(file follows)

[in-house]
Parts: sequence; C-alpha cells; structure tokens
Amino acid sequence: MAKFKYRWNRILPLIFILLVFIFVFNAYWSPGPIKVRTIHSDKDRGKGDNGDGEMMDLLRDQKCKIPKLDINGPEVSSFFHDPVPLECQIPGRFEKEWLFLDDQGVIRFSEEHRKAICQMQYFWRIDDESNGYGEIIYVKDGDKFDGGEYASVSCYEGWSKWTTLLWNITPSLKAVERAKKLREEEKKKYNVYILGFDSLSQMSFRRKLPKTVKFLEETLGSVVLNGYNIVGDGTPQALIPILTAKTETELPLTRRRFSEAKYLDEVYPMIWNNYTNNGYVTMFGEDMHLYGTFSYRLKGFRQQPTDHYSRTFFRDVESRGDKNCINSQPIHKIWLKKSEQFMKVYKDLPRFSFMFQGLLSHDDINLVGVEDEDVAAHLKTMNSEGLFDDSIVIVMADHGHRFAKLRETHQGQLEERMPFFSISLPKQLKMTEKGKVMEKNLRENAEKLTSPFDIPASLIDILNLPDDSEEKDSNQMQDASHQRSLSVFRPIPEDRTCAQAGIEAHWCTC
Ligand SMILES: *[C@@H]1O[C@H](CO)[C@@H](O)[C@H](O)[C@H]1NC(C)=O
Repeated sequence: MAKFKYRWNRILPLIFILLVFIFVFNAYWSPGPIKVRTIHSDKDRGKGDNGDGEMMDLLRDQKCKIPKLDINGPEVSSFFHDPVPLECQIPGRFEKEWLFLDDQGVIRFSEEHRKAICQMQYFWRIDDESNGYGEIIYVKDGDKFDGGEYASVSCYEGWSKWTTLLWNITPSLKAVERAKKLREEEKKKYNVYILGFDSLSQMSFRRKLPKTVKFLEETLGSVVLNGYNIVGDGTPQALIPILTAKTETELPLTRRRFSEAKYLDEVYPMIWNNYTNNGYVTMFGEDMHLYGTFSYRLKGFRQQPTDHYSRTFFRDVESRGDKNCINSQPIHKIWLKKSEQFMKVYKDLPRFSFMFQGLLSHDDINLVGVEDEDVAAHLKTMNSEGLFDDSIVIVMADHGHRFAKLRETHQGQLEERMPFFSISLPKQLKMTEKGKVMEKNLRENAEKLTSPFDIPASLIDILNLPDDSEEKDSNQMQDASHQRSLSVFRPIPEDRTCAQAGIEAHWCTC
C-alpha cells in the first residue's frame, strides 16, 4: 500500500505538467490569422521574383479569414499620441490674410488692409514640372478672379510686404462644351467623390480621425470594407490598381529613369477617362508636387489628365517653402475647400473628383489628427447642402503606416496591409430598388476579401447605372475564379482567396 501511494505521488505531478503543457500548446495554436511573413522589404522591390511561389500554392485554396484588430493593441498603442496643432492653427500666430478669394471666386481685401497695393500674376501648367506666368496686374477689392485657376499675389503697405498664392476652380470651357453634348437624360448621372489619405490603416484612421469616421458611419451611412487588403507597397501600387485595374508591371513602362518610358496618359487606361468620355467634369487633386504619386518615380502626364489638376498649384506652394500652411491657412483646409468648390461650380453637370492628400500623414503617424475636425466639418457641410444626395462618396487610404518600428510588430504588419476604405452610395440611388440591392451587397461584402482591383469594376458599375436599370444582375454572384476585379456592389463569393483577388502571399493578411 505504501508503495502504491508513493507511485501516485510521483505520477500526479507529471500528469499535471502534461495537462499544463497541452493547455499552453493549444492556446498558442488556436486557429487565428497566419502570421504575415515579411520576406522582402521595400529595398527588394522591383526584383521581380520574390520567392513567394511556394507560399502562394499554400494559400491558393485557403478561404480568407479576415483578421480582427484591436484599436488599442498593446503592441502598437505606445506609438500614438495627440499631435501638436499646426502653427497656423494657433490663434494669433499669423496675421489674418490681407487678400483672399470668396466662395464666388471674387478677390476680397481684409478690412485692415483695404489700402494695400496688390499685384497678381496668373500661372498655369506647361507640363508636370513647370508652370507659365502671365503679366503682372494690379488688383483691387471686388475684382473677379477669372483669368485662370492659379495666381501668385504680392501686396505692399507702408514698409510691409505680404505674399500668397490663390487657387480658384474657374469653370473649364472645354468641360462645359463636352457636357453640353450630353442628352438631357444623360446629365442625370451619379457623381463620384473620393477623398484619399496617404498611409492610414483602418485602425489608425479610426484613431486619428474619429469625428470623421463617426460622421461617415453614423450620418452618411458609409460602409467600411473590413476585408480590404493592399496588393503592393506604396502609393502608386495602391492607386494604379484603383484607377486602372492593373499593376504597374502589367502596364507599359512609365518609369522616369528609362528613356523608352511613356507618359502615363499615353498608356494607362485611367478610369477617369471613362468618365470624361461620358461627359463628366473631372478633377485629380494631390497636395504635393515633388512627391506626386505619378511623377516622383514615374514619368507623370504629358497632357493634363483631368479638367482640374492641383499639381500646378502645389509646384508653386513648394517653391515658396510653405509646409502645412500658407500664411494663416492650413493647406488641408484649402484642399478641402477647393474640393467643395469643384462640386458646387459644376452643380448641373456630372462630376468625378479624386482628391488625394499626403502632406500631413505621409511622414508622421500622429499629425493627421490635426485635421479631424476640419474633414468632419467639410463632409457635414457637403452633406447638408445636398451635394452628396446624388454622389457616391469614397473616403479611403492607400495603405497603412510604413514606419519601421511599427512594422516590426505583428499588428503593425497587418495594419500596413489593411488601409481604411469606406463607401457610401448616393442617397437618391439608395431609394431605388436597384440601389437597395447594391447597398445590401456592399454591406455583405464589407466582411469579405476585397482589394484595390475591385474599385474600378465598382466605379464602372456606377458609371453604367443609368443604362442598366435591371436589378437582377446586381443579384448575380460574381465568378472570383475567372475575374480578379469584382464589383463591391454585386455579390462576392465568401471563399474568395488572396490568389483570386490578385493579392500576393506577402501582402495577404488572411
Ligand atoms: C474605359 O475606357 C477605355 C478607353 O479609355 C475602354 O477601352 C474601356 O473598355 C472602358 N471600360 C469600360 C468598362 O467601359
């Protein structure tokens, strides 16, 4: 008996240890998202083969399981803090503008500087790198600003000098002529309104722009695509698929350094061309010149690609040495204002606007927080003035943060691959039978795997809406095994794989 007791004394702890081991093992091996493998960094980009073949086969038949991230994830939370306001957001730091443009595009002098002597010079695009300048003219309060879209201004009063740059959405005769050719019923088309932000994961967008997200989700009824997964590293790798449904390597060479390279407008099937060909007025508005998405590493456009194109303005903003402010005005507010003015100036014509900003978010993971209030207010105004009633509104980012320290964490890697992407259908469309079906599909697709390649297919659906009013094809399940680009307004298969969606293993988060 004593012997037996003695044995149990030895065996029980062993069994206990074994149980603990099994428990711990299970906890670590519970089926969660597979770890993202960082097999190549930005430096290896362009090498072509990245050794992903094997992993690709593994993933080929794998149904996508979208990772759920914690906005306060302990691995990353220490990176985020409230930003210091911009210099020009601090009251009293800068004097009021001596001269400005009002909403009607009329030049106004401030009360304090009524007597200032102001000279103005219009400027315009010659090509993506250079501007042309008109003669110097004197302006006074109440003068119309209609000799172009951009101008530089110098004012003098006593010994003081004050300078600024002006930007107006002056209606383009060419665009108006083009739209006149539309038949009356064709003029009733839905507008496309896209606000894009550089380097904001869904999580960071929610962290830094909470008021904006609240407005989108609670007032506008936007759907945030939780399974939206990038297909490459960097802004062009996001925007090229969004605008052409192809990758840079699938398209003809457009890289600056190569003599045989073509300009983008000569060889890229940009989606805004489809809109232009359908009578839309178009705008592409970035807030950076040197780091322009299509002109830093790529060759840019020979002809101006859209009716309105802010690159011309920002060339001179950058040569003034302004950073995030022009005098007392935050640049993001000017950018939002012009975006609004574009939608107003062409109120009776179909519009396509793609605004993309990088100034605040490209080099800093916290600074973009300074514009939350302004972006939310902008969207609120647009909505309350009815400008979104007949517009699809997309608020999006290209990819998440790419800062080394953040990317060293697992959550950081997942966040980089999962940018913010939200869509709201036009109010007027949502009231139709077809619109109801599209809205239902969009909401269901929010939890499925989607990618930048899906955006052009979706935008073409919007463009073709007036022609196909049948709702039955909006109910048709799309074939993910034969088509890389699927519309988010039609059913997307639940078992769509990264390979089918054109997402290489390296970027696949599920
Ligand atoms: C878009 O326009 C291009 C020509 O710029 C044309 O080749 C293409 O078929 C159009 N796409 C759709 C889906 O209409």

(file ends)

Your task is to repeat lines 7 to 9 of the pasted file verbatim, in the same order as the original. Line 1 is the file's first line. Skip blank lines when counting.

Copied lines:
Ligand atoms: C474605359 O475606357 C477605355 C478607353 O479609355 C475602354 O477601352 C474601356 O473598355 C472602358 N471600360 C469600360 C468598362 O467601359
């Protein structure tokens, strides 16, 4: 008996240890998202083969399981803090503008500087790198600003000098002529309104722009695509698929350094061309010149690609040495204002606007927080003035943060691959039978795997809406095994794989 007791004394702890081991093992091996493998960094980009073949086969038949991230994830939370306001957001730091443009595009002098002597010079695009300048003219309060879209201004009063740059959405005769050719019923088309932000994961967008997200989700009824997964590293790798449904390597060479390279407008099937060909007025508005998405590493456009194109303005903003402010005005507010003015100036014509900003978010993971209030207010105004009633509104980012320290964490890697992407259908469309079906599909697709390649297919659906009013094809399940680009307004298969969606293993988060 004593012997037996003695044995149990030895065996029980062993069994206990074994149980603990099994428990711990299970906890670590519970089926969660597979770890993202960082097999190549930005430096290896362009090498072509990245050794992903094997992993690709593994993933080929794998149904996508979208990772759920914690906005306060302990691995990353220490990176985020409230930003210091911009210099020009601090009251009293800068004097009021001596001269400005009002909403009607009329030049106004401030009360304090009524007597200032102001000279103005219009400027315009010659090509993506250079501007042309008109003669110097004197302006006074109440003068119309209609000799172009951009101008530089110098004012003098006593010994003081004050300078600024002006930007107006002056209606383009060419665009108006083009739209006149539309038949009356064709003029009733839905507008496309896209606000894009550089380097904001869904999580960071929610962290830094909470008021904006609240407005989108609670007032506008936007759907945030939780399974939206990038297909490459960097802004062009996001925007090229969004605008052409192809990758840079699938398209003809457009890289600056190569003599045989073509300009983008000569060889890229940009989606805004489809809109232009359908009578839309178009705008592409970035807030950076040197780091322009299509002109830093790529060759840019020979002809101006859209009716309105802010690159011309920002060339001179950058040569003034302004950073995030022009005098007392935050640049993001000017950018939002012009975006609004574009939608107003062409109120009776179909519009396509793609605004993309990088100034605040490209080099800093916290600074973009300074514009939350302004972006939310902008969207609120647009909505309350009815400008979104007949517009699809997309608020999006290209990819998440790419800062080394953040990317060293697992959550950081997942966040980089999962940018913010939200869509709201036009109010007027949502009231139709077809619109109801599209809205239902969009909401269901929010939890499925989607990618930048899906955006052009979706935008073409919007463009073709007036022609196909049948709702039955909006109910048709799309074939993910034969088509890389699927519309988010039609059913997307639940078992769509990264390979089918054109997402290489390296970027696949599920
Ligand atoms: C878009 O326009 C291009 C020509 O710029 C044309 O080749 C293409 O078929 C159009 N796409 C759709 C889906 O209409």